Location: Bee Research LaboratoryTitle: Divergent evolutionary trajectories following speciation in two ectoparasitic honey bee mites
|MAEVA, TECHER - Okinawa Institute Of Science And Technology|
|RAHUL, RANE - Commonwealth Scientific And Industrial Research Organisation (CSIRO)|
|GRAUL, MIGUEL - Okinawa Institute Of Science And Technology|
|ROBERTS, JOHN - Commonwealth Scientific And Industrial Research Organisation (CSIRO)|
|SULLIVAN, SHAWN - Washington State University|
|LIACHKO, IVAN - Phase Genomics, Inc|
|MIKHEYEV, ALEXANDER - Okinawa Institute Of Science And Technology|
Submitted to: Communications Biology
Publication Type: Peer Reviewed Journal
Publication Acceptance Date: 9/10/2019
Publication Date: 10/1/2019
Citation: Maeva, T., Rahul, R.V., Graul, M.L., Roberts, J.M., Sullivan, S.T., Liachko, I., Childers, A.K., Evans, J.D., Mikheyev, A.S. 2019. Divergent evolutionary trajectories following speciation in two ectoparasitic honey bee mites. Communications Biology. https://doi.org/10.1038/s42003-019-0606-0.
Interpretive Summary: Varroa mites are the single most important parasite for honey bees worldwide, causing millions of dollars in damage to the beekeeping and plant pollination communities. This genomic resource will be used to understand how these mites parasitize the western honey bee, how they hurt bee hosts, and the distinctions between mites found on different honey bee species. The resulting insights for honey bee breeding and mite control will lead to more sustainable beekeeping and reduce devastating colony losses.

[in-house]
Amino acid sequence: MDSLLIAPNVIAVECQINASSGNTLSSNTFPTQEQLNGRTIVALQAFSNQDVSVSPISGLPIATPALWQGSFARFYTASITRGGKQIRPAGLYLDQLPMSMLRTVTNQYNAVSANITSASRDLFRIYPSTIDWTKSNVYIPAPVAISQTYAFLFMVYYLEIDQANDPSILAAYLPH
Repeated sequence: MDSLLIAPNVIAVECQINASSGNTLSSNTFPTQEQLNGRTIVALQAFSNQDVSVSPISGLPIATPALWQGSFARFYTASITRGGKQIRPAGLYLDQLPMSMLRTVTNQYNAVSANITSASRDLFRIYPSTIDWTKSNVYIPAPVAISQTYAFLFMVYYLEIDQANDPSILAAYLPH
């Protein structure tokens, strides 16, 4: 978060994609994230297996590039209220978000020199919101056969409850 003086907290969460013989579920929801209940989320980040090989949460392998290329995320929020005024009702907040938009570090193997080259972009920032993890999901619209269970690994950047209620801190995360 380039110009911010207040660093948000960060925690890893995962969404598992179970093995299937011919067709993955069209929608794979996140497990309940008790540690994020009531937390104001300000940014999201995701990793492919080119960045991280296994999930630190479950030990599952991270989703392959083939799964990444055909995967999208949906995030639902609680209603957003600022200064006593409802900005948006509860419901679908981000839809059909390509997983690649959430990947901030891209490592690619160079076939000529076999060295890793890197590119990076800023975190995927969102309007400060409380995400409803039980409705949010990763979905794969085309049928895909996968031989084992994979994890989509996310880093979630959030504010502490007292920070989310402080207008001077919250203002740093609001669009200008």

Technical Abstract: Multispecies host-parasite evolution is common, but how parasites evolve after speciating remains poorly understood. On one hand, their shared evolutionary history and physiology may propel them along similar evolutionary trajectories. Alternatively, they may pursue different strategies to reduce competition with each 35 other. Here, we test these scenarios using the economically important association between honey bees and ectoparasitic mites by sequencing the genomes of the sister species Varroa destructor and Varroa jacobsoni. We also compare them to another honey bee mite (Tropilaelaps mercedesae). We find different sets of genes and gene ontology terms under selection in each of the lineages, indicating distinct 40 selective regimes operating on each of the parasites. Divergent strategies pursued by the parasites may make it harder for the host species to develop tolerance to all of them at the same time. Based on our findings, we suggest that species-specific strategies may be needed to combat evolving parasite communities.